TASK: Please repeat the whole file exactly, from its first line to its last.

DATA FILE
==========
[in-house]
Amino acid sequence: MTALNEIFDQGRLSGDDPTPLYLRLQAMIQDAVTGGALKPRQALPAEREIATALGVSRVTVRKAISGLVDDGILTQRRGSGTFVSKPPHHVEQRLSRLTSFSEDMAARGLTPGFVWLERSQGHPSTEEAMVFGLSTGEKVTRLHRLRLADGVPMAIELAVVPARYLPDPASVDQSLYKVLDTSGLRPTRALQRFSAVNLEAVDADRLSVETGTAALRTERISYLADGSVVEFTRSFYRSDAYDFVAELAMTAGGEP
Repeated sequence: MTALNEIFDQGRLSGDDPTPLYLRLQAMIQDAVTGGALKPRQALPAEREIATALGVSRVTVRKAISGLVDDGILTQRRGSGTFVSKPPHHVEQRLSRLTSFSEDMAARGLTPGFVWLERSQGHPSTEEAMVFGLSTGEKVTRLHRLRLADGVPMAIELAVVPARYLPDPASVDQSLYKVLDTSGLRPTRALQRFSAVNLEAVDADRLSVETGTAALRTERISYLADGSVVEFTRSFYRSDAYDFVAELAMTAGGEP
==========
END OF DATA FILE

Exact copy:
[in-house]
Amino acid sequence: MTALNEIFDQGRLSGDDPTPLYLRLQAMIQDAVTGGALKPRQALPAEREIATALGVSRVTVRKAISGLVDDGILTQRRGSGTFVSKPPHHVEQRLSRLTSFSEDMAARGLTPGFVWLERSQGHPSTEEAMVFGLSTGEKVTRLHRLRLADGVPMAIELAVVPARYLPDPASVDQSLYKVLDTSGLRPTRALQRFSAVNLEAVDADRLSVETGTAALRTERISYLADGSVVEFTRSFYRSDAYDFVAELAMTAGGEP
Repeated sequence: MTALNEIFDQGRLSGDDPTPLYLRLQAMIQDAVTGGALKPRQALPAEREIATALGVSRVTVRKAISGLVDDGILTQRRGSGTFVSKPPHHVEQRLSRLTSFSEDMAARGLTPGFVWLERSQGHPSTEEAMVFGLSTGEKVTRLHRLRLADGVPMAIELAVVPARYLPDPASVDQSLYKVLDTSGLRPTRALQRFSAVNLEAVDADRLSVETGTAALRTERISYLADGSVVEFTRSFYRSDAYDFVAELAMTAGGEP